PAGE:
Boston, MA - A Massachusetts state court jury heard opening statements on Friday in a lawsuit filed by the widow of a mechanic who died of lung cancer allegedly caused by years of heavy smoking and exposure to asbestos-containing brake dust.
Joanna Summerlin and her husband Louis sued R.J. Reynolds and Philip Morris, along with auto parts company Hampden Automotive Sales Corporation, after Louis, who passed away before the trial, received his diagnosis.
The full trial is being webcast and recorded gavel-to-gavel-by Courtroom View Network.
Summerlin’s attorney Jerome Block of Levy Konigsberg LLP did not ask for a specific monetary award during his opening statement, but told jurors that Louis suffered “severe damages” during his treatment for and eventual death from lung cancer. Block described to jurors how Louis became addicted to cigarettes as a teenager, with a strong preference for menthol brands.
Block told jurors that no warning labels appeared on cigarette packages until 1966, years after Louis already became a pack-a-day or more smoker. He argued the companies knew well before then that smoking posed a major health risk, but made the “informed choice to conceal the truth for profit.”
He said knowledge of the health risks from asbestos went back even further than knowledge about tobacco and similarly accused Hamden of using asbestos brake lining despite knowing it could harm workers.
Representing Philip Morris, Bill Geraghty of Shook Hardy & Bacon told jurors that Louis wasn’t addicted to cigarettes, and that he smoked because he found them pleasurable. Geraghty admitted that nicotine in tobacco can cause addiction in some cases but not all.
Geraghty argued that Louis permanently quit smoking “cold turkey” after requiring emergency heart bypass surgery in 2009.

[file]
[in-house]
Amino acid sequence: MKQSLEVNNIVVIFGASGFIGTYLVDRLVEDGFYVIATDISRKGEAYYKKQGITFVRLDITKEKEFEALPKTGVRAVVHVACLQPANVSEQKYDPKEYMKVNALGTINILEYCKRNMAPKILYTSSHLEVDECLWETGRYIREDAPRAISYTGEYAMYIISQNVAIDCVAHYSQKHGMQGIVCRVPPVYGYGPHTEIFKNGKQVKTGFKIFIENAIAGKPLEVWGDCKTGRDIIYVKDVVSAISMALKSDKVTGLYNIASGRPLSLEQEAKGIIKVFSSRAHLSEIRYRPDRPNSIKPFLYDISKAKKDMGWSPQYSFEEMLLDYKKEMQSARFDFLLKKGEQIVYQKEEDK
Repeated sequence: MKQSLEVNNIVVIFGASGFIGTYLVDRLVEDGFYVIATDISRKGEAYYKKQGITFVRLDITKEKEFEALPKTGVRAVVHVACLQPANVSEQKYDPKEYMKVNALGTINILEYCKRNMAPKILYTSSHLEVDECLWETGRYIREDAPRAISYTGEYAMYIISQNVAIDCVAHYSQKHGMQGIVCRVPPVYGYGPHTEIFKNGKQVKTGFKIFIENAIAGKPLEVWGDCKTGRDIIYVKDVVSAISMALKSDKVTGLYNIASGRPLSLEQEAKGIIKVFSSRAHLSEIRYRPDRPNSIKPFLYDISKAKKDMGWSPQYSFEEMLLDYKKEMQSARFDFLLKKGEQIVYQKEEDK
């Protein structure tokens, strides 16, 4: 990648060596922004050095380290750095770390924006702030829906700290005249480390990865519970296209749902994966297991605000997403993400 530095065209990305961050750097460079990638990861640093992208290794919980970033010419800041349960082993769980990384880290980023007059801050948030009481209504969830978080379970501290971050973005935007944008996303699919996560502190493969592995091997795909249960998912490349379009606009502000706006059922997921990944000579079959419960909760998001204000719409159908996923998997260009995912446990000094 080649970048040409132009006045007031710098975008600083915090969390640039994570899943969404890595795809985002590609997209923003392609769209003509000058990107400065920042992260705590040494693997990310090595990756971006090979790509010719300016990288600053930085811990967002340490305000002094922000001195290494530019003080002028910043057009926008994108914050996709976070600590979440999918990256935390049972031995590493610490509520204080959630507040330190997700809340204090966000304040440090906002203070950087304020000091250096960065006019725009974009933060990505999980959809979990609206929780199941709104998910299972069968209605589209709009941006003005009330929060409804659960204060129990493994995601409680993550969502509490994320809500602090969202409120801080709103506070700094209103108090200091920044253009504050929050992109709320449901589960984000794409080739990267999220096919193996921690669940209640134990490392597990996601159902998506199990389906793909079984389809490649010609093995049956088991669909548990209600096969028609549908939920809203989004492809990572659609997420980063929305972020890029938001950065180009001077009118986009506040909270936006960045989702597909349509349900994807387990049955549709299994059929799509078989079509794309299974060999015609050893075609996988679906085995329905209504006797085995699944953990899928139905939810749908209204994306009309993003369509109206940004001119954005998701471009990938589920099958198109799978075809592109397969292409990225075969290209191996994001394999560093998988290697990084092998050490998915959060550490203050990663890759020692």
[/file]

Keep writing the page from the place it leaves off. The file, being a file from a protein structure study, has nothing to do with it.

He also specifically asked jurors to reject the lone design defect claim brought against Philip Morris, maintaining that it would be impossible to design a nicotine-containing tobacco cigarette that didn’t pose some health risks.
R.J. Reynolds’ attorney Mark Belasic of Jones Day urged jurors not to reward Joanna Summerlin for her husband’s decision to smoke. He reiterated most of the same arguments raised by Geraghty, noting that Louis admitted in deposition testimony before he died that he made the choice to smoke cigarettes despite knowing of their danger.
Representing Hamden, David Governo of Smith & Duggan LLP told jurors that using asbestos in brakes was standard industry practice during the time Louis worked as a mechanic, and that the actual linings Louis used were manufactured by other companies.
The Summerlins’ lawsuit originally included Ford Motor Company, Pneumo Abex Corporation, Honeywell International and Hennessy Industries as defendants, but only Hamden and the two tobacco companies remained when the case went to trial before Judge Heidi Brieger.
The case is captioned Louis E. Summerlin, et al. v. Philip Morris USA, et al., case number 1581CV05255 in Middlesex County Superior Court, MA.
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